Backed by Chairman Tony Nicol, the founder of Australian cloud consulting firm Servian, Vivanti specializes in cloud data technologies, artificial intelligence, DevOps and customer engagement. 

Company CEO Mike Walker, who is based in DC, told that with the launch, the company plans to make massive hiring moves towards being a 1,000-plus person firm. He was unable to specify how many hires will be made in the DC area, as the company is currently remote and new hires will have the choice to remain around the DC or New York hubs, but was excited about the region’s potential.

“From a personnel perspective, the Washington DC area is the government-specific equivalent of the Silicon Valley tech hub,” Walker said. “It’s a great place to recruit highly skilled technologists; particularly in cloud and data. There’s an expansive tech community to tap into, which will help Vivanti hire well and grow quickly.”

In DC, Walker said, Vivanti is looking to build a new home for cloud and data minds and will be partnering with a number of major cloud providers. To this end, he said, it will be looking for new hires with the ability to deliver consulting advice across a number of focus areas, instead of one type of provider.

“We’re looking to shift the culture and accountability model of technology consulting; particularly in the cloud and data space,” Walker said. “Our mission is to cultivate a customer-first, consultant-led approach. To do that, we’re looking for naturally passionate technologists who have an innate curiosity for learning new technologies and skills — from grokking software delivery stacks to picking-up new software development languages.”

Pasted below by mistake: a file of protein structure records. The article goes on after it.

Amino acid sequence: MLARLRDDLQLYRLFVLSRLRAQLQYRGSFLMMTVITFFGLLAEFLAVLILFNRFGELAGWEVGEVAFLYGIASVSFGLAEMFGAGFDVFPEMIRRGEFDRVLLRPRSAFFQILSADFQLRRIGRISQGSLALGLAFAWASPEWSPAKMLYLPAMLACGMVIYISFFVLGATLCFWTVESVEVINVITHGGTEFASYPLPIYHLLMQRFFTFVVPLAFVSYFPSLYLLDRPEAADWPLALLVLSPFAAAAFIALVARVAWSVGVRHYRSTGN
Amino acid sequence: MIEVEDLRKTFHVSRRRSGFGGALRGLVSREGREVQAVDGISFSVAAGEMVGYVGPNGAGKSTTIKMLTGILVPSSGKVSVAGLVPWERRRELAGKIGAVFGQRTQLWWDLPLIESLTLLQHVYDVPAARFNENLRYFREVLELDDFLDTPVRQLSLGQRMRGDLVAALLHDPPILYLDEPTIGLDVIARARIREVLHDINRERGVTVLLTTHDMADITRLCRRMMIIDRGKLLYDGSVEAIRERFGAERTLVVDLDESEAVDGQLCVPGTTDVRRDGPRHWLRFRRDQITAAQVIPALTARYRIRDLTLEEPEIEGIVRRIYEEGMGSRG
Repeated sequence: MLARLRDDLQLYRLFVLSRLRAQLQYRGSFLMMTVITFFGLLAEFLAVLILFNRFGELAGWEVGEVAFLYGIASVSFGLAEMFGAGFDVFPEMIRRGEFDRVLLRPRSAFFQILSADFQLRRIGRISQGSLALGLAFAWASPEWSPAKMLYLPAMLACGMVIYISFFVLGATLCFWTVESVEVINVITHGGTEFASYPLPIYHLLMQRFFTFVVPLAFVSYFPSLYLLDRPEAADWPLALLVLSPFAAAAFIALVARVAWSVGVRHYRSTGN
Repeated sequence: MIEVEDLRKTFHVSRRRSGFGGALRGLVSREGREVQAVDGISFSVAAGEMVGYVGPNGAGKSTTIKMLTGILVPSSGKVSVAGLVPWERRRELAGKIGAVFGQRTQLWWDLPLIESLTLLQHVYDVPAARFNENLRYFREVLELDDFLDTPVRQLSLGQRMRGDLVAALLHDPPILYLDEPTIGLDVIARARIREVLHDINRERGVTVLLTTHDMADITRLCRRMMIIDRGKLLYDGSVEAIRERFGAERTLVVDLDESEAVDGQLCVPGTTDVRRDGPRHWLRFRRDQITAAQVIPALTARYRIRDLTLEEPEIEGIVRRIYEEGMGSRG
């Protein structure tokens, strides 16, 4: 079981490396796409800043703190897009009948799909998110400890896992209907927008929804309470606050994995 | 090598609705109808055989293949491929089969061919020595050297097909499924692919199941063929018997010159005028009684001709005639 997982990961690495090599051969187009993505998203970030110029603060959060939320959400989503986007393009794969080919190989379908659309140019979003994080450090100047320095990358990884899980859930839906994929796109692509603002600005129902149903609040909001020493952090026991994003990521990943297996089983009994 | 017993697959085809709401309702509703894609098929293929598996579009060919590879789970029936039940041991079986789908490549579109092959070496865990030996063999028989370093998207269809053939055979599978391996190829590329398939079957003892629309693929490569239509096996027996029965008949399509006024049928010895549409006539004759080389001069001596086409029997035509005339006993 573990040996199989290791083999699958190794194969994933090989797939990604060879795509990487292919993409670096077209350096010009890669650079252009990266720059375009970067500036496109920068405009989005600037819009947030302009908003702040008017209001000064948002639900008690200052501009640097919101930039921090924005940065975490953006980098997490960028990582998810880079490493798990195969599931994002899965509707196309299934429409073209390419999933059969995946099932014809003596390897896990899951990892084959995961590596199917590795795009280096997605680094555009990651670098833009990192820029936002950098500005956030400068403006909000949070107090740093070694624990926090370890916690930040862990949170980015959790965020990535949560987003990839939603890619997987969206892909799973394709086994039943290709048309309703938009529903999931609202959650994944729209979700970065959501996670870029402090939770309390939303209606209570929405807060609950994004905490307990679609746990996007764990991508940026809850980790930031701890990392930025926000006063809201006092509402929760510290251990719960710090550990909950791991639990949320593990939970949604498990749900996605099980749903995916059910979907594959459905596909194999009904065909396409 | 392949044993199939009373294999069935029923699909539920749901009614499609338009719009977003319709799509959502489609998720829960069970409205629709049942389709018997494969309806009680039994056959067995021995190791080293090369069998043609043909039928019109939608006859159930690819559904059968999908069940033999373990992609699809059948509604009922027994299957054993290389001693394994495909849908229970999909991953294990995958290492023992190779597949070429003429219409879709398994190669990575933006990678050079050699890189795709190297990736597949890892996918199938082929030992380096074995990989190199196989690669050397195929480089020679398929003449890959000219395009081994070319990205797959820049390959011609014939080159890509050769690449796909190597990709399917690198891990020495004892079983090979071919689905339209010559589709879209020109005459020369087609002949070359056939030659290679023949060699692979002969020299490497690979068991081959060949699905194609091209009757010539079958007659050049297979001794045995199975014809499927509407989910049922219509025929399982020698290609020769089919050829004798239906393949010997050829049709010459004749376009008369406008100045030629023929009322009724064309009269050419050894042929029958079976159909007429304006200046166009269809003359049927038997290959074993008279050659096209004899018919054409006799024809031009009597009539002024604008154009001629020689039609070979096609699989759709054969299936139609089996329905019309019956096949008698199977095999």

Siemens cybersecurity apprenticeship

Energy conglomerate Siemens Energy, which hosts its US headquarters in DC, is launching a cybersecurity apprenticeship program.

Alongside other partners — which include ICS Village, Regional Economic Development for Eastern Idaho, MISI Academy, Capitol Technology University, SANS Institute and Idaho State University — Siemens announced the program with an MOU. The group will build and roll out an apprenticeship program featuring academic classes, training and job rotations at leading industry companies, including Siemens Energy.

“There is a serious shortage of cybersecurity talent in today’s marketplace across a number of industries, and by working in partnership with like-minded organizations we can make inroads into building a strong workforce for the years to come,” said Rich Voorberg, president of Siemens Energy North America, in a statement. “Critical infrastructure in the U.S. has digitized rapidly, and we need to move quickly to secure our future.”

The four-year program is expected to launch with its first cohort in fall 2022. DC’s Capital Technology and Baltimore’s MISI will lead the program in the Eastern US region.

A spokesperson for Siemens Energy told that though it plans to begin the program next year, it has yet to determine how many spaces will be open in the cohort.

“[The number is] not defined yet because we plan to add new employers starting in the new year,” the company wrote in an emailed statement to “However, initial interest has been high and we have seen a surge in messages from interested companies since the announcement. We’re feeling positive about the growth potential.”

Companies: Clarabridge, Siemens